A Brave New World?

European economies have been facing severe difficulties since the outset of the global financial meltdown. The Eurozone crisis makes the headlines in financial publications and the mainstream media virtually every week. The accepted wisdom on economic recovery and debt reduction has rarely been questioned by journalists and policymakers. If a Martian were to land on earth – say in The Economist’s London press room – with no preconceived ideas or previous knowledge of our old continent, he would probably come to the following conclusions. In this world, Scandinavian countries like Sweden, with high taxes and bloated welfare states, cannot reverse their inevitable decline and will soon be faced with mountains of debt. Britain, he would think, is on the verge of becoming Europe’s new economic superpower thanks to a vibrant financial sector and courageous reforms undertaken by David Cameron’s coalition government since 2010. Southern European economies like Greece, Spain and Portugal are quickly recovering from recent debt crises and can expect a future of prosperity and competitiveness. And they lived happily ever after.

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idsby Joseph Markus

Over the past few days much has been written seeking to predict the course of events in the New Year. Among the left-leaning columnists and writers, social security – a “war over benefits” – tops the list. That this is the case should not surprise anyone. This year will be the year when, for the first time, social security payments will fail to keep pace with the rising costs of living caused by inflation. We have also seen Iain Duncan Smith, Secretary of State for Work and Pensions, unleashing splenetic attacks on the alleged overspending of the last Labour government, most recently in relation to tax credits. This is the same Mr Duncan Smith that believes in the Romney-esque mantra that the worst possible thing that society can do for the poor and out-of-work is to maintain their “dependency” on the state.

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by Antoine Cerisier

Izaak Walton

Environmental issues have gained salience over the past decades due to greater awareness of ecological degradation and growing scientific research on climate change. The latter issue has been particularly present in the media in the last ten years. Numerous scientific reports on global warming and sea level rise have been made public; a recent World Bank publication observed a 4 degree rise in global temperatures by the end of the century “would push some countries or regions to the brink of collapse”. US politician and activist Al Gore even won the 2007 Nobel Peace Prize, along with the UN Intergovernmental Panel on Climate Change (IPCC). But environmentalism did not start with Al Gore and his emphatic coverage of climate change: environmental concerns lie far back in time.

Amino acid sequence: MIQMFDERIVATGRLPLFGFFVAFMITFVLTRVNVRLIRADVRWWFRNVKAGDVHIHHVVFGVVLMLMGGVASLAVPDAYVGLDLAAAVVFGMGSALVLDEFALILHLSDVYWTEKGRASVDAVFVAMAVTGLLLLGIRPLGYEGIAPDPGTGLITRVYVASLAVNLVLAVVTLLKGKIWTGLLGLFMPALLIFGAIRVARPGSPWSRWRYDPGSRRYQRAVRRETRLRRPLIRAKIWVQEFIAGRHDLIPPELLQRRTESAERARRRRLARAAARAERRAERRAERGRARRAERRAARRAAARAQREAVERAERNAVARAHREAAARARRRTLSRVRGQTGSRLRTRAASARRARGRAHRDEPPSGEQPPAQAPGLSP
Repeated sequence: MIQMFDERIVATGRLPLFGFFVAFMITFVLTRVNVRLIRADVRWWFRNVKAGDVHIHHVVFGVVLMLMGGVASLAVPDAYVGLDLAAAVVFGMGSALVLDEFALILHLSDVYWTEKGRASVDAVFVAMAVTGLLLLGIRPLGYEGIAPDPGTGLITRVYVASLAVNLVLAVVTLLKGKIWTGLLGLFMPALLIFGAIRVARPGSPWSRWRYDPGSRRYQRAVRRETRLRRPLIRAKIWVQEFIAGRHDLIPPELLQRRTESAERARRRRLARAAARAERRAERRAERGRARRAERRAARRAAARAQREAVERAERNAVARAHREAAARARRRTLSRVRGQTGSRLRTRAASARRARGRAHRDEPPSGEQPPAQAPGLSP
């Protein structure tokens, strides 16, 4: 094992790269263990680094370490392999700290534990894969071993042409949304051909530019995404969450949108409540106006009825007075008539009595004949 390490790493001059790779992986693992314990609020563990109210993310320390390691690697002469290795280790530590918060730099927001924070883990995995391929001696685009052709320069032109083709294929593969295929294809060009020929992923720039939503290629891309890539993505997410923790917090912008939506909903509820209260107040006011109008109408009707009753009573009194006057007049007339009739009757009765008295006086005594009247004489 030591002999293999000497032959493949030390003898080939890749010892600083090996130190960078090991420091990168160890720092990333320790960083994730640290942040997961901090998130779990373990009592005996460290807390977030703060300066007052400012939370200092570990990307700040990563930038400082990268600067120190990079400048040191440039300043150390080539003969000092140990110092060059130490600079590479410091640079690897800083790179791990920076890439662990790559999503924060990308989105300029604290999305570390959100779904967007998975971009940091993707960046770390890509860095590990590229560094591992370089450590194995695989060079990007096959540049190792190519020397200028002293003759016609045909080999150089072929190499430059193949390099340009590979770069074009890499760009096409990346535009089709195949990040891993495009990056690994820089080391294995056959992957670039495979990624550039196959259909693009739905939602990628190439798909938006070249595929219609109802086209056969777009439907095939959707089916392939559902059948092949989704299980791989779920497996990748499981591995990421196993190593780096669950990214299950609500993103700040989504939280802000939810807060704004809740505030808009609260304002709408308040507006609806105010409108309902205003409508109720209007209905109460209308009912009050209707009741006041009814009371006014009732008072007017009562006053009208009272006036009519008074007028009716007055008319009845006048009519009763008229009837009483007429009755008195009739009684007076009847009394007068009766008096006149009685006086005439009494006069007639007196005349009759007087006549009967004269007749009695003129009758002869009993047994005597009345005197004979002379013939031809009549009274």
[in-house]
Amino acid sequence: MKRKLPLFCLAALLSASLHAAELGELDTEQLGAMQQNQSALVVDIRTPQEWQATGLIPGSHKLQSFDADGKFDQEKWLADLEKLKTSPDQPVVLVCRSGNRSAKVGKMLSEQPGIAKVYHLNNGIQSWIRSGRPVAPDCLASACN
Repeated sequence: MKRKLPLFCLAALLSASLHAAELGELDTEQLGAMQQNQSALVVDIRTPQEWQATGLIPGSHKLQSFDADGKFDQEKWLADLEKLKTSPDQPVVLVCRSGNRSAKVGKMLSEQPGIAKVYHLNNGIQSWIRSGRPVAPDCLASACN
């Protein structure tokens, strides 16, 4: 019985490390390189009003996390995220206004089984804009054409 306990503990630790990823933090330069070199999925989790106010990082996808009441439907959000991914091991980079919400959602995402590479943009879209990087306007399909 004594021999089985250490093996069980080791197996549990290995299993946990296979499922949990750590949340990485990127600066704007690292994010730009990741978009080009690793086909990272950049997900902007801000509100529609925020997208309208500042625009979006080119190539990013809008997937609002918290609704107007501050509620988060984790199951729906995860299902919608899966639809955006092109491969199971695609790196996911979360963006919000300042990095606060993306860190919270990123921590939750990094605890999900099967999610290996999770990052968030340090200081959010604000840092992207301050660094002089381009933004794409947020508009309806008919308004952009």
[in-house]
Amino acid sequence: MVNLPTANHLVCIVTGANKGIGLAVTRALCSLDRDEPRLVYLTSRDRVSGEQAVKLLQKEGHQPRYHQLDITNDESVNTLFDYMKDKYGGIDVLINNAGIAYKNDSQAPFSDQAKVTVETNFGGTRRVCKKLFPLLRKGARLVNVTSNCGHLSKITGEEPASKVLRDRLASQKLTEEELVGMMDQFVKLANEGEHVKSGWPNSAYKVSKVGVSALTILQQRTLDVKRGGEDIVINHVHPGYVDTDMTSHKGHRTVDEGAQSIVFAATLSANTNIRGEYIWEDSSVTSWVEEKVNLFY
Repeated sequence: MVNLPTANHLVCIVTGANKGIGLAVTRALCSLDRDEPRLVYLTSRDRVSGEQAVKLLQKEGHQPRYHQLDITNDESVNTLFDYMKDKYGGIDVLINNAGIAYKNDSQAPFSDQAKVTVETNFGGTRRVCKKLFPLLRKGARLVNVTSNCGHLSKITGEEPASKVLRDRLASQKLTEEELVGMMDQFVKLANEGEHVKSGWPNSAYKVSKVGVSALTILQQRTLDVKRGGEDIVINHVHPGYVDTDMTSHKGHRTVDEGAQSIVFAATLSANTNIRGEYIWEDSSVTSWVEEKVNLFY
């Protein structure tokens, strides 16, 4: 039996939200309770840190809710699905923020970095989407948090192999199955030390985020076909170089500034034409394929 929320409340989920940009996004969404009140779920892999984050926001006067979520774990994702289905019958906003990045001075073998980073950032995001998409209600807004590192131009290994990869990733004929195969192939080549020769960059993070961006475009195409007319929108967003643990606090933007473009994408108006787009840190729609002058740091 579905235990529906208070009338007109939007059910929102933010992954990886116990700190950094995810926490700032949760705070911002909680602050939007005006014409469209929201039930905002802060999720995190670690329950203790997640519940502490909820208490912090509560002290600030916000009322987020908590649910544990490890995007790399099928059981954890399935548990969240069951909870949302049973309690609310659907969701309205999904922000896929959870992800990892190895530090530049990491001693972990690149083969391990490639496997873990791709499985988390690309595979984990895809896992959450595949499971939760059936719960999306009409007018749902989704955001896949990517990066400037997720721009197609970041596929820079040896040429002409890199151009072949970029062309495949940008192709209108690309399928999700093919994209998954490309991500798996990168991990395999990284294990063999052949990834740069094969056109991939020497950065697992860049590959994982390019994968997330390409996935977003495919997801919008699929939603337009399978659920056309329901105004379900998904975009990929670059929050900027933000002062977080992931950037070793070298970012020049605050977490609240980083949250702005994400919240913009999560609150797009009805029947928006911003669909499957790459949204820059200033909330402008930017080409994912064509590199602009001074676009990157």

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By Marc Morgan

“If I have seen a little further, it is by standing on the shoulders of giants.” (Isaac Newton, 1676)

A simple idea, embodied in a proverb, has been at the core of mainstream economic theory since the conservative-libertarian economist Milton Friedman popularised it in 1975. This is that “there is no such thing as a free lunch”. Essentially what this proverb intends to say is that one cannot get “something for nothing”. The first reference to this idea originated in 19th century US saloons whereby free lunches were offered to customers who purchased at least one drink. The foods, being high in salt, would entice customers to consume more drink, usually beer. As such the “free lunch” carried a hidden cost, namely the price paid for each extra unit of drink, which effectively ended up paying for the lunch. In economic terminology “no free lunch” represents the trade off (or opportunity cost) that must be made between two things that one values.